When I observe that there seems to be a resurgence among the present generation for their culture, Torgeir agrees. "My daughter for example studies Sámi and goes deep into it. I haven’t pushed her in this direction; it’s come from herself, to search for these things, and she goes much deeper into it than I do!" But, he says, "still there is a lot of shame, among people in my generation and older, in the coast."

So, the CD opens with, in "Dudunka," an almost African, gutty pattern on guitar, joined by that voice in a wordless tormented moan. The guitar pattern slips into a steady rhythm, joined by the fiddles that slither and squeak as the guitar rhythm continues inexorably with keening, nasal/glottal vocals as the riff gets ever more emphatic.

In "Beaver In The Red Wood" his snarly vocal is over a shifting sound environment of synth drones and a chorus of wolf or husky-like barking and squealing. A person-joik, to Geir Tore Holm, is a surging free-rhythm thing of voice, fiddles and drum.

There are six of what he calls "interlude pieces" that he recorded himself without the band, using sound textures and igil, the Tuvan bowed lute. Indeed the music of Tuva, which he’s visited several times, with its guttural throat-singing and horse-rhythms, has long been an influence, and he’s visited several times. It particularly comes out vocally in his deep, grainy groaning under random string sounds "Orca Angel Dust." There are hints, too of North American indigenous music. But these all feed into something that is not only uniquely Sámi, it’s uniquely Vassvik.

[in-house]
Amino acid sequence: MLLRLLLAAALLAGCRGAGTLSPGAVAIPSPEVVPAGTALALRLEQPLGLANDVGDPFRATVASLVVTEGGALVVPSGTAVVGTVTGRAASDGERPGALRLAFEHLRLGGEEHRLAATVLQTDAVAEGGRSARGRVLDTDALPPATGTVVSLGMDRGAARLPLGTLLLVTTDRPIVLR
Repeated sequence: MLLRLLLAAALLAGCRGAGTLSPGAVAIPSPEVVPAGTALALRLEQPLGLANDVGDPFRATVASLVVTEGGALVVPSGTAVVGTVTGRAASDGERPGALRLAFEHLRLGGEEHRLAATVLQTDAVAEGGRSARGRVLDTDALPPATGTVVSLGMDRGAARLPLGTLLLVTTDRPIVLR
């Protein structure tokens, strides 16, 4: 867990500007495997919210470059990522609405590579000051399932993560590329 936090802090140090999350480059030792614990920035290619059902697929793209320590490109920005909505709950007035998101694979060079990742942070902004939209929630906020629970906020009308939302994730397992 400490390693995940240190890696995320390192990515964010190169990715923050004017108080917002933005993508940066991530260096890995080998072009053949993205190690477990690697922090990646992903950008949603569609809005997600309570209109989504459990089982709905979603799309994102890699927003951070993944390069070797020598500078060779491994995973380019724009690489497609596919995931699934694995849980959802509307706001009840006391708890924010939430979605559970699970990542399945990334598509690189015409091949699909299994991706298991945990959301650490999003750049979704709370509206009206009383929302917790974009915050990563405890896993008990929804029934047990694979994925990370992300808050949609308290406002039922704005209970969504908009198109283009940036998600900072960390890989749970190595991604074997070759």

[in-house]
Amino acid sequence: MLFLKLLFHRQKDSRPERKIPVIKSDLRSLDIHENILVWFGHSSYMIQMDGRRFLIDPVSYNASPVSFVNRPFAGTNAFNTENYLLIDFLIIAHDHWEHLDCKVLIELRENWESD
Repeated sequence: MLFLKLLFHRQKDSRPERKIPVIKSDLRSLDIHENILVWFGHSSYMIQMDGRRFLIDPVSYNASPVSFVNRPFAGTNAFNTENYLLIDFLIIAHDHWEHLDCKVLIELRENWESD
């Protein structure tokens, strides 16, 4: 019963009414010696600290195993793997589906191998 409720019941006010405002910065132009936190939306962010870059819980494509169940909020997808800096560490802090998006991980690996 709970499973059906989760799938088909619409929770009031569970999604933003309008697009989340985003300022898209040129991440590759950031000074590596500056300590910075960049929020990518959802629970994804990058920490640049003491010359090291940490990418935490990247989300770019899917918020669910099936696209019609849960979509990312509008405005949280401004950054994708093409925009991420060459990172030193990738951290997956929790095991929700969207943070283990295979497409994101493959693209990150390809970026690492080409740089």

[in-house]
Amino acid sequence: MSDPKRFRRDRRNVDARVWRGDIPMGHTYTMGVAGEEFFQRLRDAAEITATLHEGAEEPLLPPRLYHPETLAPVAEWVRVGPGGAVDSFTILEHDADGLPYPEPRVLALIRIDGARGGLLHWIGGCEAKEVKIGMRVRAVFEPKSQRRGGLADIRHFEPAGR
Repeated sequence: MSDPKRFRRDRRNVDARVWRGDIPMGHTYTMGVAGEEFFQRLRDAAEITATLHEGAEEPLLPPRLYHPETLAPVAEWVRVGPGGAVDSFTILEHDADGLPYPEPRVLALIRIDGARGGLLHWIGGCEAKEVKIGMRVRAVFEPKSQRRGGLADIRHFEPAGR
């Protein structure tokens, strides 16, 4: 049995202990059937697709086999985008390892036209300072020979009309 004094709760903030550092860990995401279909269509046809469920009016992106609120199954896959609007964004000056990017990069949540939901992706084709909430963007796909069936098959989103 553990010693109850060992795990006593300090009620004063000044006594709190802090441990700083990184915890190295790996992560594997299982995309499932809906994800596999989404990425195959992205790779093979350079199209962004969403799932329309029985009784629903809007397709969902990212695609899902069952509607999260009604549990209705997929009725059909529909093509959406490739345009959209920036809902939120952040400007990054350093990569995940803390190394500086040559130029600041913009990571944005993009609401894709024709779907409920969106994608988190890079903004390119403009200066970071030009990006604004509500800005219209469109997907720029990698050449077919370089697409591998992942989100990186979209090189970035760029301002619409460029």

Downloads and streaming encourage picking and jumping between tracks, but the best way to get the measure of an artist’s work is to listen to a whole CD from beginning to end. And doing that with Gákti takes you into a sound-world far from anything else, even from other Sámi music. Then, right at the end, comes the plaintive call of a characteristic bird of the Arctic, the Golden Plover. That short clip, which has graced the end of every Heilo record since Hallvard Kvĺle (d. 2006) started the label, evokes a vision of the wide, treeless northern tundra and the Finnmark coast. A perfect coda to a remarkable, enveloping record by a truly bold musician. - Andrew Cronshaw